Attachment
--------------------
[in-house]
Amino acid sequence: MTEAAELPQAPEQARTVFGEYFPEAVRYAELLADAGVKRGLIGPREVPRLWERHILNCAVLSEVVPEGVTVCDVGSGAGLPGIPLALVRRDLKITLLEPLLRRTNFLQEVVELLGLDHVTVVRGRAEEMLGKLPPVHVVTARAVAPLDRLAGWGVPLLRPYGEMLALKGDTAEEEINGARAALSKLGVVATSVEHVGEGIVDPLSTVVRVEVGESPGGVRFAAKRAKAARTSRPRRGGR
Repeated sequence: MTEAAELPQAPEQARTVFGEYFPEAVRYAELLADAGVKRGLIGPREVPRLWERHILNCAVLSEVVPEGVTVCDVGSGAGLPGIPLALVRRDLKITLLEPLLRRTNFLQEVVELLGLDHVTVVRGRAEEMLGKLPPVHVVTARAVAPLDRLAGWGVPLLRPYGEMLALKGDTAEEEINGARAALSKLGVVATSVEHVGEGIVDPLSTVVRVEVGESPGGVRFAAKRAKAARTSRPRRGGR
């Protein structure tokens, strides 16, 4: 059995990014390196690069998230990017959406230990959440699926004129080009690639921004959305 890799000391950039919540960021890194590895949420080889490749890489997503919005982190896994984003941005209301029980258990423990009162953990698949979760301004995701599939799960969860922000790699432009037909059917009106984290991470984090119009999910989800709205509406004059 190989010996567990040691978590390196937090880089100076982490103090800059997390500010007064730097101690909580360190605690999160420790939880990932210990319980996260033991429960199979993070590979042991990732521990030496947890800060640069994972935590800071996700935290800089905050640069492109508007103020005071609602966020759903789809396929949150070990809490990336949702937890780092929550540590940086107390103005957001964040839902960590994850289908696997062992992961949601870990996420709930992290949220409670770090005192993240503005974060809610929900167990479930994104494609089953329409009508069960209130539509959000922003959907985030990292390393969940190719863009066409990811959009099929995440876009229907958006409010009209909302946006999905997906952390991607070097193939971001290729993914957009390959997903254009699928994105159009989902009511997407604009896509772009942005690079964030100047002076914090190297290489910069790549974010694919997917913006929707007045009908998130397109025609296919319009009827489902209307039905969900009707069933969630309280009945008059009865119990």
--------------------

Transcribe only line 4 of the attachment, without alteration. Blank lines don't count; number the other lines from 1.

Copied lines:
């Protein structure tokens, strides 16, 4: 059995990014390196690069998230990017959406230990959440699926004129080009690639921004959305 890799000391950039919540960021890194590895949420080889490749890489997503919005982190896994984003941005209301029980258990423990009162953990698949979760301004995701599939799960969860922000790699432009037909059917009106984290991470984090119009999910989800709205509406004059 190989010996567990040691978590390196937090880089100076982490103090800059997390500010007064730097101690909580360190605690999160420790939880990932210990319980996260033991429960199979993070590979042991990732521990030496947890800060640069994972935590800071996700935290800089905050640069492109508007103020005071609602966020759903789809396929949150070990809490990336949702937890780092929550540590940086107390103005957001964040839902960590994850289908696997062992992961949601870990996420709930992290949220409670770090005192993240503005974060809610929900167990479930994104494609089953329409009508069960209130539509959000922003959907985030990292390393969940190719863009066409990811959009099929995440876009229907958006409010009209909302946006999905997906952390991607070097193939971001290729993914957009390959997903254009699928994105159009989902009511997407604009896509772009942005690079964030100047002076914090190297290489910069790549974010694919997917913006929707007045009908998130397109025609296919319009009827489902209307039905969900009707069933969630309280009945008059009865119990």